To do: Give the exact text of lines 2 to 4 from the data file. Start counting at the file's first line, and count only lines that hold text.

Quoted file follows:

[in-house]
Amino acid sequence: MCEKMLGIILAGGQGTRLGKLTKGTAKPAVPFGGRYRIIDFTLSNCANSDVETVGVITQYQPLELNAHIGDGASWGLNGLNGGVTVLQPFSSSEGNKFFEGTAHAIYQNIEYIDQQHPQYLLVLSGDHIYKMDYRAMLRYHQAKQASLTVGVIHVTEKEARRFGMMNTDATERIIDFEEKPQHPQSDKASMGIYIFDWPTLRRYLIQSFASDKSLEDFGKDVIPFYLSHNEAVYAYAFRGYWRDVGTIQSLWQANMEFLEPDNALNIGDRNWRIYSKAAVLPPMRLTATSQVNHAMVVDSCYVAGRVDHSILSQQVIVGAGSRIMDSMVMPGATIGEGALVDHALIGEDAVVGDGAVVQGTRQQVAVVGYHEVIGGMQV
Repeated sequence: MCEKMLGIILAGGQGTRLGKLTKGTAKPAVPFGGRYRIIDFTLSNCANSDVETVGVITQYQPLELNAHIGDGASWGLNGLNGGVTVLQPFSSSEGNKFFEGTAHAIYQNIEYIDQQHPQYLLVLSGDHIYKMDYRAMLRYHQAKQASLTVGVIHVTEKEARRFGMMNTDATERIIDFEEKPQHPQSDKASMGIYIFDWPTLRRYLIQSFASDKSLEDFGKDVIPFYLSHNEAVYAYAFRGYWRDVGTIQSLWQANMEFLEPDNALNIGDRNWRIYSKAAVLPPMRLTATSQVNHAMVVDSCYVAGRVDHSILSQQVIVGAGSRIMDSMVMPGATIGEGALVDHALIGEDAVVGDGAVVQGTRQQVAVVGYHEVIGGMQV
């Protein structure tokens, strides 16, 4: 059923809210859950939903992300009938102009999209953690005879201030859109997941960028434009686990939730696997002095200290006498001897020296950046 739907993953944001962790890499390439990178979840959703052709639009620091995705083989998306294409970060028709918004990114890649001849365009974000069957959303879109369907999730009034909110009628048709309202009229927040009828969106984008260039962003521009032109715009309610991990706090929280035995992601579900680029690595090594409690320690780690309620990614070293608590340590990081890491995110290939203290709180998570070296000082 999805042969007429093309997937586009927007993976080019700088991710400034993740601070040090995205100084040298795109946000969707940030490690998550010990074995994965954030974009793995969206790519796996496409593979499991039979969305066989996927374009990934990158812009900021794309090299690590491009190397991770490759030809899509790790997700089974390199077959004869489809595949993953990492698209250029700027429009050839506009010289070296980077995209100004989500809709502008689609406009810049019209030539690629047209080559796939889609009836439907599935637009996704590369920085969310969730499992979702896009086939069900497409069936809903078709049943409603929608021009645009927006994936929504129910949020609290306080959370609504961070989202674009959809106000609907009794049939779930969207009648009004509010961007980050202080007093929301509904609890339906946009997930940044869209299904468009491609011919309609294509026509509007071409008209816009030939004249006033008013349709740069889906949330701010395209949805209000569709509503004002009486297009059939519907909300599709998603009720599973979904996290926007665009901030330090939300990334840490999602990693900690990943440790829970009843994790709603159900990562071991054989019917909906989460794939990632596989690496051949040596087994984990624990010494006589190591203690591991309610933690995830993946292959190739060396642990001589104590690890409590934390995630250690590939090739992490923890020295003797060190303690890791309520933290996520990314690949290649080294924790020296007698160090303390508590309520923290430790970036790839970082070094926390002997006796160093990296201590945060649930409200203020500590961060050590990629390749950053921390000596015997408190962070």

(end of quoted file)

Amino acid sequence: MCEKMLGIILAGGQGTRLGKLTKGTAKPAVPFGGRYRIIDFTLSNCANSDVETVGVITQYQPLELNAHIGDGASWGLNGLNGGVTVLQPFSSSEGNKFFEGTAHAIYQNIEYIDQQHPQYLLVLSGDHIYKMDYRAMLRYHQAKQASLTVGVIHVTEKEARRFGMMNTDATERIIDFEEKPQHPQSDKASMGIYIFDWPTLRRYLIQSFASDKSLEDFGKDVIPFYLSHNEAVYAYAFRGYWRDVGTIQSLWQANMEFLEPDNALNIGDRNWRIYSKAAVLPPMRLTATSQVNHAMVVDSCYVAGRVDHSILSQQVIVGAGSRIMDSMVMPGATIGEGALVDHALIGEDAVVGDGAVVQGTRQQVAVVGYHEVIGGMQV
Repeated sequence: MCEKMLGIILAGGQGTRLGKLTKGTAKPAVPFGGRYRIIDFTLSNCANSDVETVGVITQYQPLELNAHIGDGASWGLNGLNGGVTVLQPFSSSEGNKFFEGTAHAIYQNIEYIDQQHPQYLLVLSGDHIYKMDYRAMLRYHQAKQASLTVGVIHVTEKEARRFGMMNTDATERIIDFEEKPQHPQSDKASMGIYIFDWPTLRRYLIQSFASDKSLEDFGKDVIPFYLSHNEAVYAYAFRGYWRDVGTIQSLWQANMEFLEPDNALNIGDRNWRIYSKAAVLPPMRLTATSQVNHAMVVDSCYVAGRVDHSILSQQVIVGAGSRIMDSMVMPGATIGEGALVDHALIGEDAVVGDGAVVQGTRQQVAVVGYHEVIGGMQV
């Protein structure tokens, strides 16, 4: 059923809210859950939903992300009938102009999209953690005879201030859109997941960028434009686990939730696997002095200290006498001897020296950046 739907993953944001962790890499390439990178979840959703052709639009620091995705083989998306294409970060028709918004990114890649001849365009974000069957959303879109369907999730009034909110009628048709309202009229927040009828969106984008260039962003521009032109715009309610991990706090929280035995992601579900680029690595090594409690320690780690309620990614070293608590340590990081890491995110290939203290709180998570070296000082 999805042969007429093309997937586009927007993976080019700088991710400034993740601070040090995205100084040298795109946000969707940030490690998550010990074995994965954030974009793995969206790519796996496409593979499991039979969305066989996927374009990934990158812009900021794309090299690590491009190397991770490759030809899509790790997700089974390199077959004869489809595949993953990492698209250029700027429009050839506009010289070296980077995209100004989500809709502008689609406009810049019209030539690629047209080559796939889609009836439907599935637009996704590369920085969310969730499992979702896009086939069900497409069936809903078709049943409603929608021009645009927006994936929504129910949020609290306080959370609504961070989202674009959809106000609907009794049939779930969207009648009004509010961007980050202080007093929301509904609890339906946009997930940044869209299904468009491609011919309609294509026509509007071409008209816009030939004249006033008013349709740069889906949330701010395209949805209000569709509503004002009486297009059939519907909300599709998603009720599973979904996290926007665009901030330090939300990334840490999602990693900690990943440790829970009843994790709603159900990562071991054989019917909906989460794939990632596989690496051949040596087994984990624990010494006589190591203690591991309610933690995830993946292959190739060396642990001589104590690890409590934390995630250690590939090739992490923890020295003797060190303690890791309520933290996520990314690949290649080294924790020296007698160090303390508590309520923290430790970036790839970082070094926390002997006796160093990296201590945060649930409200203020500590961060050590990629390749950053921390000596015997408190962070």